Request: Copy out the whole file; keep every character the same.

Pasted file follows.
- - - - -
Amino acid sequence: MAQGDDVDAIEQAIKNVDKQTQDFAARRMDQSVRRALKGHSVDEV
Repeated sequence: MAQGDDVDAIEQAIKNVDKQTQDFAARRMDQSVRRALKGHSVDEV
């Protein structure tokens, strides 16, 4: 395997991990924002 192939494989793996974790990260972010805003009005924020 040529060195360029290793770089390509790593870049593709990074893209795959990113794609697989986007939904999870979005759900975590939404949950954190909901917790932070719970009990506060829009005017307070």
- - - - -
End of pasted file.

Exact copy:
Amino acid sequence: MAQGDDVDAIEQAIKNVDKQTQDFAARRMDQSVRRALKGHSVDEV
Repeated sequence: MAQGDDVDAIEQAIKNVDKQTQDFAARRMDQSVRRALKGHSVDEV
């Protein structure tokens, strides 16, 4: 395997991990924002 192939494989793996974790990260972010805003009005924020 040529060195360029290793770089390509790593870049593709990074893209795959990113794609697989986007939904999870979005759900975590939404949950954190909901917790932070719970009990506060829009005017307070």